Buckle up, Sami.
After playing only 28 minutes in all of 2020, Sami Khedira could take part in his first game since June on Friday when Hertha Berlin hosts defending champion Bayern Munich.
It will be like going “from zero to 100,” Hertha coach Pal Dardai said.
The challenge for Khedira, who previously played for Real Madrid and Juventus, is balancing the urgent need for game time against the risk of injury.
Although struggling Hertha needs a spark in its midfield, Dardai warned that Khedira could “get muscular problems or overload” with a sudden return to competitive action. At the same time, the coach said he had weighed up “throw(ing) him in there because game time is important” even if Khedira takes time to get up to speed.
Khedira, who joined Hertha on Monday, wasn’t part of the first-team picture at all for Juventus this season. Following knee surgery in December 2019, he played only 28 minutes as a substitute in an Italian Cup game in June against AC Milan.
The main positive for Khedira and Dardai is that expectations are low. Bayern has won four straight games following a blip in mid-January, while Hertha hasn’t won any of its last five games and is hovering above the relegation zone.
“I want to play. I want to take on responsibility and to achieve something,” Khedira said Tuesday. “I’m not the big boss, not the great savior. Instead, just see me as part of the team.”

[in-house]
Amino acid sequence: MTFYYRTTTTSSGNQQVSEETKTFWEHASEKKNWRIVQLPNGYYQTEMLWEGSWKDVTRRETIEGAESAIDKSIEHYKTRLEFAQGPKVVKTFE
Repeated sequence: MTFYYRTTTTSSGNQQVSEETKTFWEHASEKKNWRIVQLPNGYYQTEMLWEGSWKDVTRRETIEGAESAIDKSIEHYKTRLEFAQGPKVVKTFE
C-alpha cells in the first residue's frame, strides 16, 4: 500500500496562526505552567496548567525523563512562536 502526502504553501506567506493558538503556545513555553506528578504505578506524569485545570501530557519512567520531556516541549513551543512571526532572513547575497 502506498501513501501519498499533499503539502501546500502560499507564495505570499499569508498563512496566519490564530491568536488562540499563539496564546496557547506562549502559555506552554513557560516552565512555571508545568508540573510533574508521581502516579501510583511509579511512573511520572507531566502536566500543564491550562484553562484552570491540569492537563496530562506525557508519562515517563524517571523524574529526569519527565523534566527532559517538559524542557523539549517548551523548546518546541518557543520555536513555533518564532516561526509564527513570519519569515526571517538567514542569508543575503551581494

Khedira may not want to be the boss, but as a Champions League and World Cup winner he is the most recognizable name in a squad already packed with expensive, underachieving talent. Flush with cash from investor Lars Windhorst at a time when other clubs are cutting back, Hertha has been among the biggest spenders in Europe over the last two years. It hasn’t come close to qualifying for European competition.
Khedira’s new teammates include Polish striker Krzysztof Piatek, signed from Milan for a reported fee of 24 million euros ($28.8 million) a year ago but with only five goals this season. In the midfield is Mattéo Guendouzi, still looking to find his best form since arriving on loan from Arsenal, and the 25 million euro ($30 million) former Lyon midfielder Lucas Tousart.
Hertha spent even more money on Monday. The club got Serbian winger Nemanja Radonjić on loan with an option to buy from Marseille, one of the few clubs in the major European leagues in greater turmoil than Hertha.
Dardai was reappointed as Hertha coach last week, a year and a half after his first tenure ended, following the firing of Bruno Labbadia. In his first match, Piatek briefly gave Hertha a glimpse of victory with the opening goal, but Eintracht Frankfurt leveled almost immediately and went on to win 3-1.
Hertha is in 15th place and could finish the weekend in the relegation playoff place if it loses to Bayern. Dardai, of course, is looking to win.
“We’re not going out onto the field,” he said, “just to somehow survive for 90 minutes.”
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